Most all public employees are against the measure. An official group called Californians for Retirement Security is comprised of many labor groups: the State Employees International Union (SEIU), the California School Employees Association (CSEA), the American Federation of State County and Municipal Employees (AFSCME), the Peace Officer Research Association of California (PORAC), the California Professional Firefighters (CPF) and many others. They are waging a very expensive assault against the proposal and have already issued the following statement:

Statement on Reed/DeMaio Pension Measure from Dave Low, Chairman, Californians for Retirement Security

“This is yet another destined-to-fail attempt to eliminate the retirement security of teachers, firefighters, school bus drivers and other public employees that have earned and agreed to in good faith at the bargaining table. “Polling and the most recent high-profile election on this issue in Phoenix, Arizona where voters rejected a similar effort. Shows that voters consistently say they don’t want the complex issue of retirement security decided with 30-second political sound bites. Divisive political campaigns, funded by out-of-state special interest like Texas Enron billionaire John Arnold, won’t make anything better and will ultimately be tied up in the courts for years.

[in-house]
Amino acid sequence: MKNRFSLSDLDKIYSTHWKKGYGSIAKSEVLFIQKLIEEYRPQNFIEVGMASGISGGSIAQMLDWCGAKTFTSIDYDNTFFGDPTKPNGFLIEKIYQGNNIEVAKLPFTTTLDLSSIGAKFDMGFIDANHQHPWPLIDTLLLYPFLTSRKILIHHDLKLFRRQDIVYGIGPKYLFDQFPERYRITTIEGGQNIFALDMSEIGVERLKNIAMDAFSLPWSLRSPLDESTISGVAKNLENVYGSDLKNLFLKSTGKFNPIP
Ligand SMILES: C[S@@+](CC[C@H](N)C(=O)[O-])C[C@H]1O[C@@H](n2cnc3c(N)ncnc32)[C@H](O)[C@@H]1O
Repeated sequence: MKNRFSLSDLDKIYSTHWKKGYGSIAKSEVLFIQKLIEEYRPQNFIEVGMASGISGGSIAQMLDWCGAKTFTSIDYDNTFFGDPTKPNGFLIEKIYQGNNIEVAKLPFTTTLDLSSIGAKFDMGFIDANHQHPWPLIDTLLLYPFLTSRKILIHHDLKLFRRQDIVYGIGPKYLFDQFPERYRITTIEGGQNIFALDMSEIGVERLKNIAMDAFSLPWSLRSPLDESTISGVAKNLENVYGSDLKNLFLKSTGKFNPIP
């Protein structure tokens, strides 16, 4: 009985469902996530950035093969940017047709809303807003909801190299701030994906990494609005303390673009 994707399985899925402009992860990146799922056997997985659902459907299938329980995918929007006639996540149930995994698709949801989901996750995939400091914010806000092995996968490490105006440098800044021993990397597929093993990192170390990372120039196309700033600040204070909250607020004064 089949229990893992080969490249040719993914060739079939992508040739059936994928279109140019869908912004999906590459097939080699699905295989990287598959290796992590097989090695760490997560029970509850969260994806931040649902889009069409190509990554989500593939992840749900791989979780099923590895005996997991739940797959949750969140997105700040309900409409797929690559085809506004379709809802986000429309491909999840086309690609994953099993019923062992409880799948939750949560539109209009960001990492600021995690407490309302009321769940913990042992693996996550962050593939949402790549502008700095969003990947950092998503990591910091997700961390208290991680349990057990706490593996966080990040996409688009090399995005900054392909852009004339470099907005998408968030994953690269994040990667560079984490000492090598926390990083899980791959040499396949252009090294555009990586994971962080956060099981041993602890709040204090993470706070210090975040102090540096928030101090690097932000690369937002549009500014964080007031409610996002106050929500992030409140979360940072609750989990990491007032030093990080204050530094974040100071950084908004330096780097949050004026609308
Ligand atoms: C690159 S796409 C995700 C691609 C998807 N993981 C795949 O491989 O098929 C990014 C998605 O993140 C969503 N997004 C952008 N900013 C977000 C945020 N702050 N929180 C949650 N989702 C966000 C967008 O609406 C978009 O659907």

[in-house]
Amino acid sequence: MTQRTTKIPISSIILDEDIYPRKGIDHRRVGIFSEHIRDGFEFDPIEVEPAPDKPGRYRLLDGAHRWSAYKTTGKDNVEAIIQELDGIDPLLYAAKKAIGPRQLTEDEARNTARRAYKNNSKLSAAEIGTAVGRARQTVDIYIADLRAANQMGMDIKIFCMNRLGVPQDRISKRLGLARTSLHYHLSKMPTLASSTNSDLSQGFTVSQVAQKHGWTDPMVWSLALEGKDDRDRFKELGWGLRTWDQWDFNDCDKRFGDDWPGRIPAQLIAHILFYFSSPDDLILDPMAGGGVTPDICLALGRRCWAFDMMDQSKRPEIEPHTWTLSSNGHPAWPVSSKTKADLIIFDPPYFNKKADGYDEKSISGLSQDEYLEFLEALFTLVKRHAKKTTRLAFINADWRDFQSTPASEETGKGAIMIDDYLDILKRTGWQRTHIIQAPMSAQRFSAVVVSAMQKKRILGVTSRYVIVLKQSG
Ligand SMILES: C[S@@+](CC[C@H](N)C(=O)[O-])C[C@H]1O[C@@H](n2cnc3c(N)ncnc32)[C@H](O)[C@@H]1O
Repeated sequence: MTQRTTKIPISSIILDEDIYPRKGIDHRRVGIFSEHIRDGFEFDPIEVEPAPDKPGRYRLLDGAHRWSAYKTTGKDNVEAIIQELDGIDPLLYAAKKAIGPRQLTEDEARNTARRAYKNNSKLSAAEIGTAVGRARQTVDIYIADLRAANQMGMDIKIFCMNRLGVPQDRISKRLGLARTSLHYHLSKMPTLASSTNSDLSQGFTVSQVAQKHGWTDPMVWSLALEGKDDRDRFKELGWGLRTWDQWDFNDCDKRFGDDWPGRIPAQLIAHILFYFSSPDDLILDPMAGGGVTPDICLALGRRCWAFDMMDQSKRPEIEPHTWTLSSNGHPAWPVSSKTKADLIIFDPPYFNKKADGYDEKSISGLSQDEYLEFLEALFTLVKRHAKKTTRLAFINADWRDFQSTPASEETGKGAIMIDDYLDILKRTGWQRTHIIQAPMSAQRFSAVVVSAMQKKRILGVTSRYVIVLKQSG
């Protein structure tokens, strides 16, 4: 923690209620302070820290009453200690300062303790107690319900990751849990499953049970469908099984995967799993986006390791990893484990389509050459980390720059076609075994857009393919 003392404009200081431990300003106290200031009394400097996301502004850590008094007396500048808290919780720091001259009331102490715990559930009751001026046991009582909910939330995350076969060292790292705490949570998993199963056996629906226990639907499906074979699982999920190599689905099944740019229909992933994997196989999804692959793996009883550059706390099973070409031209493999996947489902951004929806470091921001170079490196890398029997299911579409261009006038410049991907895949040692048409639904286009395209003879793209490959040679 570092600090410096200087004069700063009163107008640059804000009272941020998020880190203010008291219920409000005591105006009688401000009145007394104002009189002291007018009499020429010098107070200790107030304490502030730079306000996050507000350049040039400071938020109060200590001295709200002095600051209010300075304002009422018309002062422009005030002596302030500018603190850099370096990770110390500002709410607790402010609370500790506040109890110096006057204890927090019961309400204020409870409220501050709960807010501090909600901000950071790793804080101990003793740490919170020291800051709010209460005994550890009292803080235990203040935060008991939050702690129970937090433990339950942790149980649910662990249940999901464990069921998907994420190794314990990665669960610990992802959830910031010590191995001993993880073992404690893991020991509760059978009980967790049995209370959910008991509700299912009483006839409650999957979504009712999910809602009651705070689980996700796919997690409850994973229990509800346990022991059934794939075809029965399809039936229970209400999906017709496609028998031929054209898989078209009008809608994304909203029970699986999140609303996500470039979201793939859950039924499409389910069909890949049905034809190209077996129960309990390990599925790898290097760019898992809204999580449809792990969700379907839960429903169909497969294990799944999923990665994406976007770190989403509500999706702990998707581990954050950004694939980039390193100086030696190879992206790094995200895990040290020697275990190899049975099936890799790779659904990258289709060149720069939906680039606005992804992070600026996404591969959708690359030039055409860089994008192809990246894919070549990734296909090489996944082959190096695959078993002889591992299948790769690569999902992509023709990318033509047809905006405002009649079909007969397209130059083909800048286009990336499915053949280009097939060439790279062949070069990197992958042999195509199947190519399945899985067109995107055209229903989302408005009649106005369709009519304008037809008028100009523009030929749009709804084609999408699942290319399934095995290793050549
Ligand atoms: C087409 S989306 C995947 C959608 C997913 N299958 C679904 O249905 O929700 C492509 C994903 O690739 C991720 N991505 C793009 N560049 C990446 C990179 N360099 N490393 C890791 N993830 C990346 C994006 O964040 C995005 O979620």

Governor Brown and the Legislature enacted a package with bipartisan backing that will save $55 billion in PERS savings and billions of dollars more in state and local jurisdictions. Pensions have been capped and public employees are paying 50 percent of normal costs. Californians want those changes to work, and won’t fall for this political stunt from a failed Mayor and an extreme, right-wing radio talk show host.”